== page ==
Capping IT Off

Capping IT Off

Opinions expressed on this blog reflect the writer’s views and not the position of the Capgemini Group

The ‘connection frame’

Category : User Experience

Traditionally, after a presentation, there is a short Q&A. Let me state that getting no questions at all after the presentation does not mean your presentation was bad! It could also mean your presentation was clear or you did a sort of Q&A during the presentation. Some presenters like the fact that questions can be asked at all time during a presentation so a Q&A afterwards is not happening most of the time. I’m not saying they don’t like a Q&A afterwards, I’m just saying that people ran out of questions during the presentation.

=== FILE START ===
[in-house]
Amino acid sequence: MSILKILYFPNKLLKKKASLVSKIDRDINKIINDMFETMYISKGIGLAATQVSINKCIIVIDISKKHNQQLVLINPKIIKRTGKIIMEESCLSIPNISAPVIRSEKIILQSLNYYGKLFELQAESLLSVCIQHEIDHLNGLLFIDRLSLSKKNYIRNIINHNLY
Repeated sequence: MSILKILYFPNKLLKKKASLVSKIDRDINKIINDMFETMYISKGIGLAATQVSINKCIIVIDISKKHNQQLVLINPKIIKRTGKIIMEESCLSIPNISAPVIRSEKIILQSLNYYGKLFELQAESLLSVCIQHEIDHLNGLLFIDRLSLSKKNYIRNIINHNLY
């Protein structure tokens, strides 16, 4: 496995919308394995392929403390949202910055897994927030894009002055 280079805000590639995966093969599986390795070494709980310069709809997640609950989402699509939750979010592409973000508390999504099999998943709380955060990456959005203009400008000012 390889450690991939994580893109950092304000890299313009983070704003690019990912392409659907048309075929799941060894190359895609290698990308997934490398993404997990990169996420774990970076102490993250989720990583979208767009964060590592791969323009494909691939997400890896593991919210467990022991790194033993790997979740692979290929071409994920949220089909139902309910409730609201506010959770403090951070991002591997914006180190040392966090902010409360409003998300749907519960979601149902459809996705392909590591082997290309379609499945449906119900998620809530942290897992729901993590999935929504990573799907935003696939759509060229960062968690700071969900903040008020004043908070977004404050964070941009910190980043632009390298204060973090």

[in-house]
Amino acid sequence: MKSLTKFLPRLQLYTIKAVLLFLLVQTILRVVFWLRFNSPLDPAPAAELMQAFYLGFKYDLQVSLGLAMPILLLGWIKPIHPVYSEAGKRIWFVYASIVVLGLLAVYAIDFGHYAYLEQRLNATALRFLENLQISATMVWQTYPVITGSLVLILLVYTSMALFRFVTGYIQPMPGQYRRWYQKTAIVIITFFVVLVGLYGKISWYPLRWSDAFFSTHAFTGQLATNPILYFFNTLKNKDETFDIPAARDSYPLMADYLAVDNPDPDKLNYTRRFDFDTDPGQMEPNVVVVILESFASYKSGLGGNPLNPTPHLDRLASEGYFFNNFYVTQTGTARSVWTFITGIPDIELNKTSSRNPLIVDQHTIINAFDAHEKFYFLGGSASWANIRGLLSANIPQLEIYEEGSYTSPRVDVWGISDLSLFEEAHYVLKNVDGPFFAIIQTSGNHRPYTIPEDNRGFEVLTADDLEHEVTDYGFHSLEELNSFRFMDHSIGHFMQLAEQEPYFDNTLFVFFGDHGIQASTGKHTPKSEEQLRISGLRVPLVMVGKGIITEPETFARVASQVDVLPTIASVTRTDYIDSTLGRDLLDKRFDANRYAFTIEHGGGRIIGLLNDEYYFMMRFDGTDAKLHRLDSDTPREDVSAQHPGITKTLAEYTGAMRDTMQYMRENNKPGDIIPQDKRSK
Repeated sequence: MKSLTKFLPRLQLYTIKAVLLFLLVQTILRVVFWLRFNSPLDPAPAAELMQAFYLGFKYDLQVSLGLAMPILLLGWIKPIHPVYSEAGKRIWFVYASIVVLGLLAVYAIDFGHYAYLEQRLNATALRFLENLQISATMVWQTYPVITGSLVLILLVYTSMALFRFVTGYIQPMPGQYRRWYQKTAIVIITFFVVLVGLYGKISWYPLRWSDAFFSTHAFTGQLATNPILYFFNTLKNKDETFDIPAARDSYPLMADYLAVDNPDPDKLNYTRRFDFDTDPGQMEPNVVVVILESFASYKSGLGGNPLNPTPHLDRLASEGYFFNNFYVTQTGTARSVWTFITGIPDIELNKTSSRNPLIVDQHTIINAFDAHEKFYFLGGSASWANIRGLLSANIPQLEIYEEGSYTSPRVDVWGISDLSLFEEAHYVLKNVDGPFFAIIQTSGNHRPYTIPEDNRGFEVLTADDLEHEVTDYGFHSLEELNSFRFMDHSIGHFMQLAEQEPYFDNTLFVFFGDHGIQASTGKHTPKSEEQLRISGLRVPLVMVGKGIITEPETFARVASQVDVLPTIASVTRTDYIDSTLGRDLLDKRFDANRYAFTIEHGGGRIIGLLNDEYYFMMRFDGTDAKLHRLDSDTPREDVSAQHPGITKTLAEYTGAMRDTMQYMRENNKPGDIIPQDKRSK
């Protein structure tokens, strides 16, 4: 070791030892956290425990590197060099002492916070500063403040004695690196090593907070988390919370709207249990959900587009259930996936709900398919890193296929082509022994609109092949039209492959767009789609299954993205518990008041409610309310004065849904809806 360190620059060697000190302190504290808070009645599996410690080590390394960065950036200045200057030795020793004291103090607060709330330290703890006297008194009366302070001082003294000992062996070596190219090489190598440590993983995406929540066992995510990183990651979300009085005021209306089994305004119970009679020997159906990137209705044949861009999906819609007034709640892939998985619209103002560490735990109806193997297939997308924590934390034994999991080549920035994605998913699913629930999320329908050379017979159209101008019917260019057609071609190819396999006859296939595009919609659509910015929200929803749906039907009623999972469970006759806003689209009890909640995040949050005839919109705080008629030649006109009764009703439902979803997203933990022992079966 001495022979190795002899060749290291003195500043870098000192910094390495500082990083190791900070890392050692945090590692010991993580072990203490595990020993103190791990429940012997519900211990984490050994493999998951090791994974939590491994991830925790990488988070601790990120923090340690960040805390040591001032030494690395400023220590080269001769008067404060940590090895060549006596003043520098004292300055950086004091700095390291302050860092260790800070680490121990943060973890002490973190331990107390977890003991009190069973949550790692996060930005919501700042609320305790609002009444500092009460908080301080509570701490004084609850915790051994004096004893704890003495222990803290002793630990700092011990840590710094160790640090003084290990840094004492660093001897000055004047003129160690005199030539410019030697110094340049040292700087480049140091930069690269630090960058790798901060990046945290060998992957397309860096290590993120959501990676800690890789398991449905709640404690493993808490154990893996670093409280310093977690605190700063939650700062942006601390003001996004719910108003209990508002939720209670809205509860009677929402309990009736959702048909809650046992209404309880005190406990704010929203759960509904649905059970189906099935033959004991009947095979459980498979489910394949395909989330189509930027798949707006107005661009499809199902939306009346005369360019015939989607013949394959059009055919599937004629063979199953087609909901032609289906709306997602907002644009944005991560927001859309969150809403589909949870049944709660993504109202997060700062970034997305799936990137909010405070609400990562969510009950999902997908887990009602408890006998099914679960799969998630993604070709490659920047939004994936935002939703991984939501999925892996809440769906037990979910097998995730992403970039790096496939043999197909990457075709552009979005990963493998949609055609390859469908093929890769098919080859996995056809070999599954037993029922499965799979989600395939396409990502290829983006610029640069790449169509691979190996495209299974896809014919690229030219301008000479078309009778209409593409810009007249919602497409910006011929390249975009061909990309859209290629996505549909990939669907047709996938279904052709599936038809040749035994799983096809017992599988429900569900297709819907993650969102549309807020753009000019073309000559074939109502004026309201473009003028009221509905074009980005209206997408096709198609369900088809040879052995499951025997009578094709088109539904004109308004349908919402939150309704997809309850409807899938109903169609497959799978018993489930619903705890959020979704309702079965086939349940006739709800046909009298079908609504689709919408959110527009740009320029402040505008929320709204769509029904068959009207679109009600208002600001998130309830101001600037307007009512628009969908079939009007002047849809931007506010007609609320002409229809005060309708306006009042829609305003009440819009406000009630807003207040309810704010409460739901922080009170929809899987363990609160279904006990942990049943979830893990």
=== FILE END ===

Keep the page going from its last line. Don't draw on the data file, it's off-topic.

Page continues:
Whenever you are presenting you have to be accessible for the audience. Never start your presentation by stating that questions during the actual presentation aren’t allowed and should be asked afterwards. If you prepared your presentation well, and you want some interaction, you can build in, what I like to call a ‘connection frame’.

Wait? A ‘connection frame’?

A ‘connection frame’ is something that allows you, during your presentation, to interact with your audience. Mostly you ask your audience a question and they respond. Doing this, you keep the presentation active and alive, if it wasn’t already, and you encourage your audience to think about the subject you are telling about and let them give their input.

Above: Example of a ‘connection frame’ that is created by a simple designed slide

A ‘connection frame’ can be easily created by just asking a question or by creating a slide that provokes a reaction or has the question written on it. Like the example above.

Create your ‘connection frame’. Be accessible.

About the author

Arjen van Doezelaar
Arjen van Doezelaar

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